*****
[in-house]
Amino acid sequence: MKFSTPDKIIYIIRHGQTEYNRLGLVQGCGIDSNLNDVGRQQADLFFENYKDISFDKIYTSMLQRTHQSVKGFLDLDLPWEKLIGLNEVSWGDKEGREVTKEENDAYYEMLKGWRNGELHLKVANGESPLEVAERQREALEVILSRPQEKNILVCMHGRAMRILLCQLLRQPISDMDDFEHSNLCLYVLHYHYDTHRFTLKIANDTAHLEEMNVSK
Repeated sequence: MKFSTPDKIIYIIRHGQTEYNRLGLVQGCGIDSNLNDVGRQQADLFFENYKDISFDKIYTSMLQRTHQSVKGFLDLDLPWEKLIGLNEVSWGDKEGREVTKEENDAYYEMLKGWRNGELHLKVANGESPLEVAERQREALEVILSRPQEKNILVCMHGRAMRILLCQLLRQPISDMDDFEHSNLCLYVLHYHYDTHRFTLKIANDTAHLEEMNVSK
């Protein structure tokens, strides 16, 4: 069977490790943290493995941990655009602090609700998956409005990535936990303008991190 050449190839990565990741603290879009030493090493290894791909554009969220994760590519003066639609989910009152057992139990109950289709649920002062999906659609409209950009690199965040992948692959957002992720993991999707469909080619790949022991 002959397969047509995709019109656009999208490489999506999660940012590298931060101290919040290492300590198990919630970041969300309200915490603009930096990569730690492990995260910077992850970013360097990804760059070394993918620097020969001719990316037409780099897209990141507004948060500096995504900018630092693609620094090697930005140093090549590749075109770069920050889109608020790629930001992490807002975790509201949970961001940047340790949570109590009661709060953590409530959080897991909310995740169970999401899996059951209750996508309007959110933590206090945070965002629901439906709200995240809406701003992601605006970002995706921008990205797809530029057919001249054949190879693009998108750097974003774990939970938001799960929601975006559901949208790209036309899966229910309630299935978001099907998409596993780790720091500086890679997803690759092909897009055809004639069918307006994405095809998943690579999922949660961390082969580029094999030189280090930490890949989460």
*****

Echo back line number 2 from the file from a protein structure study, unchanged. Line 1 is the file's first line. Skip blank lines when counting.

Amino acid sequence: MKFSTPDKIIYIIRHGQTEYNRLGLVQGCGIDSNLNDVGRQQADLFFENYKDISFDKIYTSMLQRTHQSVKGFLDLDLPWEKLIGLNEVSWGDKEGREVTKEENDAYYEMLKGWRNGELHLKVANGESPLEVAERQREALEVILSRPQEKNILVCMHGRAMRILLCQLLRQPISDMDDFEHSNLCLYVLHYHYDTHRFTLKIANDTAHLEEMNVSK